Posts Tagged ‘Michael Behenna’
Friday, April 23rd, 2010

A high-profile appeal of an Army First Lieutenant convicted last year of killing an unarmed detainee in Iraq could turn in part on whether military prosecutors withheld exculpatory evidence.

Michael Behenna’s case underscores how the government is being forced to explain, in the military courts as well as the civilian justice system, its compliance with Brady v. Maryland, the 1963 Supreme Court case that requires prosecutors to turn over exculpatory information to the defense.

Michael Behenna (in uniform, second from right in the rear) with his family. Left to right: his father, Scott; his brothers Brett and Curtis, and his mother, Vicki, in the front. (Photo by the Behenna family)

Behenna’s mother is a veteran federal prosecutor in the Western District of Oklahoma who has set up a website asking for donations to help defend her son, who has said he killed the detainee in self-defense.

On Wednesday, Vicki Behenna learned of a delay before the Army Criminal Court of Appeals, after appellate lawyers with the military asked for more time to file a brief. “To say the least I am sickened at how slow the ‘wheels of justice’ turn in the military ‘justice’ system,” Behenna wrote in an e-mail to Main Justice.

A major issue in the appeal is whether Michael Behenna was unfairly denied access to potentially exculpatory evidence from a blood splatter expert during his trial.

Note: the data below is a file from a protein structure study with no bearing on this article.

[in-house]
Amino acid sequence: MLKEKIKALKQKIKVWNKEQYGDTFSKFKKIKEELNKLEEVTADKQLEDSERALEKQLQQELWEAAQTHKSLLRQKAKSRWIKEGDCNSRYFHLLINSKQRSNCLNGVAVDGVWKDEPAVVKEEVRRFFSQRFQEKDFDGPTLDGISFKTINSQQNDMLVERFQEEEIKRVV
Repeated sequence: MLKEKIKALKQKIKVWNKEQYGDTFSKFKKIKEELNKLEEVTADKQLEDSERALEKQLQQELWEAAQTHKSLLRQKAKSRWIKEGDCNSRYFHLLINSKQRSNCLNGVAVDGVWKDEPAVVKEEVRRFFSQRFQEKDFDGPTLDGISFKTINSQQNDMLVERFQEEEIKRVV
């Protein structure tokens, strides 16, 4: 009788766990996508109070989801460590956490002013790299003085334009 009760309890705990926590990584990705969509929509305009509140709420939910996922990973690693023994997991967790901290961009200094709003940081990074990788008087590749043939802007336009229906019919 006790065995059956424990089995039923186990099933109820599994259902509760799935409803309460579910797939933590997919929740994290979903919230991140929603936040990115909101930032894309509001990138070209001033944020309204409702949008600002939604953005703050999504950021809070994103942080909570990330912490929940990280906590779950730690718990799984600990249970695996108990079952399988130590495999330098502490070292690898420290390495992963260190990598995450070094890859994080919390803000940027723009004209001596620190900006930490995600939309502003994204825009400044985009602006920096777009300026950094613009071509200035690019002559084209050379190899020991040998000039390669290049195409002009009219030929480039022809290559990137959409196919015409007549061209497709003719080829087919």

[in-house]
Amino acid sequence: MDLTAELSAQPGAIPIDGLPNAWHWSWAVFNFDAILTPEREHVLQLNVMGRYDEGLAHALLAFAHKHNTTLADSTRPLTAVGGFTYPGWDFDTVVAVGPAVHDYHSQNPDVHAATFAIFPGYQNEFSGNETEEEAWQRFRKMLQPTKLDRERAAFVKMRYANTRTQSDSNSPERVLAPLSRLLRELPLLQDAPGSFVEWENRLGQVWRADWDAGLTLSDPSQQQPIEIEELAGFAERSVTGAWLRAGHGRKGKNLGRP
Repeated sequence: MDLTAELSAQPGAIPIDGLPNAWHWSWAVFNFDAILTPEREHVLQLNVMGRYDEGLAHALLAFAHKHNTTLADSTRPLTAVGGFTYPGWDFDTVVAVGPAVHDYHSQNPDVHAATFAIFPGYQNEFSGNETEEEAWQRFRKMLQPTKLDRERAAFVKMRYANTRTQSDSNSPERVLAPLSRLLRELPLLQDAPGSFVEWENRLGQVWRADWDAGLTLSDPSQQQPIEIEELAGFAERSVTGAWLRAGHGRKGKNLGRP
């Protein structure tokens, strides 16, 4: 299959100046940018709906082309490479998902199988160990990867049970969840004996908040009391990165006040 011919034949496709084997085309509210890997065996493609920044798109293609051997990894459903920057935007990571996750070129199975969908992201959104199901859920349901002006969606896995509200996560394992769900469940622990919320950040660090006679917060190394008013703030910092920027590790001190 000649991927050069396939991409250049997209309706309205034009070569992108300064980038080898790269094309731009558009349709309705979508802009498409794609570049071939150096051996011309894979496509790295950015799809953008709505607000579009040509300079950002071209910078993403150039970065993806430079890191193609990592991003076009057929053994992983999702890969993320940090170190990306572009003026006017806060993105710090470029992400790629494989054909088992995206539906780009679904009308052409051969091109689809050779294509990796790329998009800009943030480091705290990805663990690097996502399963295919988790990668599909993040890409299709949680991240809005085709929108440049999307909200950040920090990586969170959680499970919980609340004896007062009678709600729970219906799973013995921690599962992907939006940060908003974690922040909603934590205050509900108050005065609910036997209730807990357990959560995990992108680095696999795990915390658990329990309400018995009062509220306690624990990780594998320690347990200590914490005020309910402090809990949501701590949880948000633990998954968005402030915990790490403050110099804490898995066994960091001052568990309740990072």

Just as civilian prosecutors must do, military prosecutors must turn over any evidence to the defense that could bolster a defendant’s case at trial. For military prosecutors, that means complying with Rule 701 for Courts Martial. The Behenna case shows how military prosecutors are not immune from Brady problems, which could also arise in the trials of detainees being held in Guantanamo Bay, Cuba, if they are tried in a military tribunal system.

Vicki Behenna has handled federal cases in Oklahoma City for 21 years. She was a member of the team that successfully prosecuted Timothy McVeigh for his role in the bombing Alfred P. Murrah Federal Building in 1995. Brady issues arose briefly in that case, after the belated discovery of documents in FBI files that were not turned over to defense. The discovery temporarily delayed McVeigh’s execution. McVeigh was put to death in 2001.